I'd like to discuss how therapy (all therapy) works, as opposed to why it works, and how specific people, such as those in LGBT communities, are affected when we presume to know what makes someone mentally and emotionally "well."
Medical research is big business in this country. But historically very little of this money has gone to insomnia research. For decades, those with insomnia were regarded as "silent sufferers," often going undiagnosed, even when seeking help.
Within most adult folks there is an inner wisdom that would offer great assistance in resolving the impasses of our life. Therapy is about accessing our inner, innate wisdom, not replacing it with someone else's.
No dieter plans on eating emotionally from Halloween to New Year's Eve, and yet, that's what the overwhelmed majority end up doing year after year after year. If anyone is equipped to reverse this unhealthy trend, it's Jennifer Taitz.
Imagine you have trouble sleeping. Perhaps you can't fall asleep at night or you wake up in the middle of the night and you're unable to get back to sleep. Maybe this has been going on for a few months -- or maybe years.
Although we have developed effective technologies to track the epidemiology of alcoholism, nicotine addiction, and other hedonic dependencies, strategies for their prevention and treatment remain sorely inept. We need new ways of managing pleasure that go beyond AA.
If you feel emotional discomfort about social situations, interactions with others, or being evaluated or judged by others, you may have "social anxiety" -- a problem shared by almost 20 million others in the United States.
Mindful eating is a skill, much like learning to ride a bike or operate a new electronic device. It takes proper instruction and practice. And while it may be more difficult at first, it gets easier and easier until it becomes automatic.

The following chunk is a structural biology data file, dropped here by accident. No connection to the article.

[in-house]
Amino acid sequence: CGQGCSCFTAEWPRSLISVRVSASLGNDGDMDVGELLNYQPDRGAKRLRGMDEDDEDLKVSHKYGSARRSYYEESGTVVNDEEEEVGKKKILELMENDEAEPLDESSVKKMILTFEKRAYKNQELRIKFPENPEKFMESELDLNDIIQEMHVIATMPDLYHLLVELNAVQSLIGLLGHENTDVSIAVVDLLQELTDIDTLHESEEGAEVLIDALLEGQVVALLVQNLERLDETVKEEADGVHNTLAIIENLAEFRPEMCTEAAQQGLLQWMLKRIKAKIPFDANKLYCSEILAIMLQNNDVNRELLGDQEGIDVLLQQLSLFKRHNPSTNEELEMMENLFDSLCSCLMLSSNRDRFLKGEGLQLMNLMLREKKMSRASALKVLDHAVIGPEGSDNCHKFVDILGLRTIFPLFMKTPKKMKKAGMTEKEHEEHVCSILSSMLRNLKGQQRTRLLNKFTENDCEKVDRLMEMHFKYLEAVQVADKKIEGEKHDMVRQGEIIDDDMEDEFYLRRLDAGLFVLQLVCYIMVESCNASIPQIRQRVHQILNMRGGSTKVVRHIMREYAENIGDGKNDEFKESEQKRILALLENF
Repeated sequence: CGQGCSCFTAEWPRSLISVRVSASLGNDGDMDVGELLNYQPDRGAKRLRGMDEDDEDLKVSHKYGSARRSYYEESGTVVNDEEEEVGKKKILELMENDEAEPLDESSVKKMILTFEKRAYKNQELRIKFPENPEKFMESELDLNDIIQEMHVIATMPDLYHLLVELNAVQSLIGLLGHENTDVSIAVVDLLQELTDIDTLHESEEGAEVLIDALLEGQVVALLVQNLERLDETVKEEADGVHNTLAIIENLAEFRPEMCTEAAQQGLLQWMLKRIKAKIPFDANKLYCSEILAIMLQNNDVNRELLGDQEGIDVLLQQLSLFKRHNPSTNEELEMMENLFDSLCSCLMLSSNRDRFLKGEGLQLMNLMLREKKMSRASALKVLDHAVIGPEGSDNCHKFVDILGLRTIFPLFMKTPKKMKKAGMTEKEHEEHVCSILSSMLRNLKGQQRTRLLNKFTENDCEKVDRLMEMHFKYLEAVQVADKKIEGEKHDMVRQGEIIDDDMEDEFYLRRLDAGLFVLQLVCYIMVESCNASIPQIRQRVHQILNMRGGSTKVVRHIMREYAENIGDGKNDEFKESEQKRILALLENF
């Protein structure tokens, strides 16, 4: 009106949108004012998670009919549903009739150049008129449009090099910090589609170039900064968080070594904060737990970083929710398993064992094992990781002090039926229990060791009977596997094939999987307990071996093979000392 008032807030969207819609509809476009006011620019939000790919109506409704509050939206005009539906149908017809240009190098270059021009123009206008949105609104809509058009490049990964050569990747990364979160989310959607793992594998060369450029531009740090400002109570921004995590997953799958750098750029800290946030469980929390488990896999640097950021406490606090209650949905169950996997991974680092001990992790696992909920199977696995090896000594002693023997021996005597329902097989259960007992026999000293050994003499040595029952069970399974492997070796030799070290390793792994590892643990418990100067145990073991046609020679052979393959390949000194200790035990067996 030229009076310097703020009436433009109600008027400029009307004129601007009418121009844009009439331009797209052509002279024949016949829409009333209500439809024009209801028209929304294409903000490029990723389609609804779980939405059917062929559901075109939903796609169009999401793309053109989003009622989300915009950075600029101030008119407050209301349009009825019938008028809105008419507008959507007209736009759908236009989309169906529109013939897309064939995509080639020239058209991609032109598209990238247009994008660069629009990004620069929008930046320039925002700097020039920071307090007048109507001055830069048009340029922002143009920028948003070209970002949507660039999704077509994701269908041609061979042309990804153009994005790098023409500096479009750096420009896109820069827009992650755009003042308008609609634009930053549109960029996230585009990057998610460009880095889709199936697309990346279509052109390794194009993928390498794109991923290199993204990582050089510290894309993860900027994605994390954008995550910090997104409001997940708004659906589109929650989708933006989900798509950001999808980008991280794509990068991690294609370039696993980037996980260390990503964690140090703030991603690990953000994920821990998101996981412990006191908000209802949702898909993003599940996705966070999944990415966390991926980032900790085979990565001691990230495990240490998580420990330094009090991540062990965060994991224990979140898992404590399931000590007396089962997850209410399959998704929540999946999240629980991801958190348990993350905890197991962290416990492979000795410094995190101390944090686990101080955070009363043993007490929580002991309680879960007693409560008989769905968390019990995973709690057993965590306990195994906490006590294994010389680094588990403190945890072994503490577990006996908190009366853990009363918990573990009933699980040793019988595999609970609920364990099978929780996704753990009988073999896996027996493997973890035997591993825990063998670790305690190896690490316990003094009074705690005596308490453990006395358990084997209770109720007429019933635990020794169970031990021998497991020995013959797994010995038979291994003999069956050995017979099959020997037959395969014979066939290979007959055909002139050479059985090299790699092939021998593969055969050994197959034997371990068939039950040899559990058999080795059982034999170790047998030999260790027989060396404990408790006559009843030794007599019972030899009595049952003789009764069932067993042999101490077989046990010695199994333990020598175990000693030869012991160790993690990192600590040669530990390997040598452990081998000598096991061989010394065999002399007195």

If you are like me you have found yourself putting off things to do that you know would be good to get done. We procrastinate on exercise, getting the taxes done, cleaning the house, making that phone call and getting our work done.
I believe it's important for patients to know what to expect in a typical cognitive behavior therapy session, not only so they can assess the treatment they're receiving, but also so they're prepared for therapy and understand and agree with how treatment typically proceeds.
Every now and then I'm asked the question, "Why do you practice (CBT)?" Aside from the fact that my father is the "father" of cognitive therapy, it's the the most researched and evidence-based form of psychotherapy.
I've found that helping patients develop robust answers to their depressed thinking greatly increases the likelihood that they will follow through with activities, which lead to an improvement in mood.
Charlie Sheen's repeated relapses -- and returns to treatment -- suggest that perhaps he might look at different approaches to his addictive problems. What he's been doing doesn't seem to be working so well for him -- as it has failed many others.